As we do most years, last year, in the midst of Covid, we at Catalysis had the opportunity to review our True North metrics. Were we moving the needle? Were these the right metrics? For our quality and customer service metrics, we couldn’t unequivocally and enthusiastically answer “Yes!” – so we took the time to reflect. Below are the steps we took and what we learned. These can apply to metrics at any level, not just organizational True North. Continue reading →

Seven Leader Behaviors that Keep the Focus on Process

The pandemic has brought many changes to how and where people work. One such change in my household was that both my husband and I had to work from home in the office space (meaning the same room). Like the rest of the world, while we initially expected it to be a few short weeks, this arrangement has become much more permanent than we initially thought.  We’ve worked in our respective fields for 15+ years and realized in our close quarters that we didn’t have an real understanding of how each other’s teams function. I have had the ability to observe and listen to their weekly team meetings. Every week it’s the same story: someone surfaces a problem or something that is perceived to be behind and the finger pointing begins. Was it sales’ fault, their team’s fault? Who on the team is involved? Never is the approach to first focus on the process. Continue reading →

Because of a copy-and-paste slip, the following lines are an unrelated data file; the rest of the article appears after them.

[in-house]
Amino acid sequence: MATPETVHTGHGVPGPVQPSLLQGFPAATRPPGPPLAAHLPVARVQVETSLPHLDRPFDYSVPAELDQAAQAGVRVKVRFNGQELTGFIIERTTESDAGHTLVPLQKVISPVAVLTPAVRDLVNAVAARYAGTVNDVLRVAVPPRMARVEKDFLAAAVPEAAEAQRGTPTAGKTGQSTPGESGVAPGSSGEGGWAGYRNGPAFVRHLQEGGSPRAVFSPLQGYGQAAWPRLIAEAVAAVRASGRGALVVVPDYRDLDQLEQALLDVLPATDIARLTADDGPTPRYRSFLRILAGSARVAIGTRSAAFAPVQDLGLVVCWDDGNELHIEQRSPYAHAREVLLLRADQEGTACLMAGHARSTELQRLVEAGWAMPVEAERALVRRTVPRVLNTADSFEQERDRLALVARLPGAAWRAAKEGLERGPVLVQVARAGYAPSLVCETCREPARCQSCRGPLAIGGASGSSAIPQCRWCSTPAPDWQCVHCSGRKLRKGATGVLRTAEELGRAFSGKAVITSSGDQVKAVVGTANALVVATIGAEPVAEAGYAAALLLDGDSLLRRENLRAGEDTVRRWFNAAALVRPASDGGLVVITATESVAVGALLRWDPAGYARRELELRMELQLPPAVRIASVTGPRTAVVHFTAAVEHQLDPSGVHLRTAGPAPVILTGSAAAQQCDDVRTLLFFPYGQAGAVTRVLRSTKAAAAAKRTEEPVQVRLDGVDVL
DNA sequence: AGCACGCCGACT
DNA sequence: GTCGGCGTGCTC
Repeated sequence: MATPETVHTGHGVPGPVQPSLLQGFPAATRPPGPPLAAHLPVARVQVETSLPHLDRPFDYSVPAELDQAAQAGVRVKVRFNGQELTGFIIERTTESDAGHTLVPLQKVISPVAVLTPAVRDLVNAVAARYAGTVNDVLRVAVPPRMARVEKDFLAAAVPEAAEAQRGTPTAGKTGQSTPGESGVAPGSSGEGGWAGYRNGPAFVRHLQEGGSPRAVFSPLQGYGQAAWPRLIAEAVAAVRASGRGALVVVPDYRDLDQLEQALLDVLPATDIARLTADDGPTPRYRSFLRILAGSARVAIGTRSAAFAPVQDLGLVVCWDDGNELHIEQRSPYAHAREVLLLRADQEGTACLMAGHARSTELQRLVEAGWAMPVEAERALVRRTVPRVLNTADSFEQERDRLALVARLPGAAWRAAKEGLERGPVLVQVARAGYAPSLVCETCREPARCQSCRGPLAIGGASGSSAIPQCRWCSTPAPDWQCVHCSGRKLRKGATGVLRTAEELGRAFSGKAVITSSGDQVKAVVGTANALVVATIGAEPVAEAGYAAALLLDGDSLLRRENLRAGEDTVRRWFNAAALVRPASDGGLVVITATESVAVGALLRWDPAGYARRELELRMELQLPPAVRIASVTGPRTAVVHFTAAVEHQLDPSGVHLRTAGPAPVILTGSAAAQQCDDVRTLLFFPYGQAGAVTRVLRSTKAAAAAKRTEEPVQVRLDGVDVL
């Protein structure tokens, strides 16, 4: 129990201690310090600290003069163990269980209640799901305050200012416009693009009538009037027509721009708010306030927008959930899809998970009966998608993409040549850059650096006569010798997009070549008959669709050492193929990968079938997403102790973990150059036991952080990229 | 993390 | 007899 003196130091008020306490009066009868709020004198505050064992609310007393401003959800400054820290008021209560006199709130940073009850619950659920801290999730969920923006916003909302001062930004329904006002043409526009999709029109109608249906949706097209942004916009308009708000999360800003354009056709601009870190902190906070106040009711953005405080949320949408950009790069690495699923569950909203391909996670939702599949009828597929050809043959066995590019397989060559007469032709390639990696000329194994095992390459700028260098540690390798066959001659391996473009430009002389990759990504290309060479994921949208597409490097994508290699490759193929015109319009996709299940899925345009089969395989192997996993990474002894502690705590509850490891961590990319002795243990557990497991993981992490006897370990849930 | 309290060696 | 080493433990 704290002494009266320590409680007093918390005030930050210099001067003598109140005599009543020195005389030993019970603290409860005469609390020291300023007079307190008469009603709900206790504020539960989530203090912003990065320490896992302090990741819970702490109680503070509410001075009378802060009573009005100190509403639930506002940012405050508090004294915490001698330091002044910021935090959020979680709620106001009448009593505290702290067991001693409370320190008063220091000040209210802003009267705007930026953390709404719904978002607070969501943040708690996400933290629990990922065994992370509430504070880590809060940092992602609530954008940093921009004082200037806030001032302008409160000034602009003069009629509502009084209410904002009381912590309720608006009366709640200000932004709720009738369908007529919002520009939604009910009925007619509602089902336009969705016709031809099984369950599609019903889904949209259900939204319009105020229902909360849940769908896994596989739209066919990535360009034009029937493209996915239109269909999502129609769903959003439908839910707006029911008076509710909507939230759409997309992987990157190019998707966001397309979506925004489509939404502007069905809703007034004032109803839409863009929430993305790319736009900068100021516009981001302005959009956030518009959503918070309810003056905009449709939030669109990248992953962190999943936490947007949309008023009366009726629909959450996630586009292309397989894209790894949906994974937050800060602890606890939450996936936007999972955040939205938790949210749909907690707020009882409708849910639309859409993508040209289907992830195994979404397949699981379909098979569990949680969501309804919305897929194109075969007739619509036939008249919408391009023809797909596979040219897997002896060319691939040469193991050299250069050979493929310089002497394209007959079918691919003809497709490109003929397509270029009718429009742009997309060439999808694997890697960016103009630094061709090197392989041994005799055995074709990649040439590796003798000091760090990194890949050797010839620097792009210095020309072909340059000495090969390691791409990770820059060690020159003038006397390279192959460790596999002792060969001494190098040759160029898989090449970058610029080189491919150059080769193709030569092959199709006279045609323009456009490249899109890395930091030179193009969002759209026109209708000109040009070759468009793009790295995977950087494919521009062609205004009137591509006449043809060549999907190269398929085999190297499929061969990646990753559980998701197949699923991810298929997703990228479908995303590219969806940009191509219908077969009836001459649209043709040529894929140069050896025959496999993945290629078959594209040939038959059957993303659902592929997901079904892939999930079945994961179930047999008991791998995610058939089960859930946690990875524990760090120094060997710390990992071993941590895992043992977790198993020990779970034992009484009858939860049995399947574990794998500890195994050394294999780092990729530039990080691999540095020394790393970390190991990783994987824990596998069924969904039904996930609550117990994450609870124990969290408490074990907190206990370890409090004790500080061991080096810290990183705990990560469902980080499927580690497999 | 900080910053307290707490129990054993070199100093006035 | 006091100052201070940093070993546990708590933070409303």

Seven Ways to Show Respect for Every Individual

Posted on by CATALYSIS

Respect for every individual is foundational to creating and sustaining a culture of continuous improvement. The Shingo Institute states, “Individuals are energized when this type of respect is demonstrated. Most associates will say that to be respected is the most important thing they want from their employment. When people feel respected, they give far more than their hands—they give their minds and hearts as well.”

This principle is lived through the behaviors and actions of the people within your organization, especially the leaders. Here are seven ways leaders can show respect for every individual. Continue reading →

Dos and Don’ts of Asking Effective Questions

Posted on by CATALYSIS

Asking effective questions is foundational to creating the conditions for better critical thinking and learning. This is an important part of a leader’s role within an organization striving for Organizational Excellence.  Many effective questions are often referred to as Humble Inquiry questions.  Introduced by Dr. Edgar Schein, Humble Inquiry is the practice of asking open-ended questions to show genuine respect, improve active listening, and offer curiosity about another’s thinking.

Here are some things to remember as you practice asking effective questions. Continue reading →

Four Reasons You Need Leader Standard Work

Posted on by CATALYSIS

Leader standard work defines what activities you as a leader should be doing, when you should be doing them, and how you should be approaching each one. Leader standard work includes activities that you should be doing on a daily, weekly, or monthly basis. These activities need to support the principles of organizational excellence.

It can be hard for leaders to take the initiative to implement their own standard work because it takes commitment and patience. It also requires you to look closely at the purpose of your job and whether the activities you are doing are aligned with that purpose.

If you have not already adopted your own leader standard work, we highly encourage you to try it. Leader standard work is an essential component of a lean environment and will help you sustain a culture of continuous improvement. Continue reading →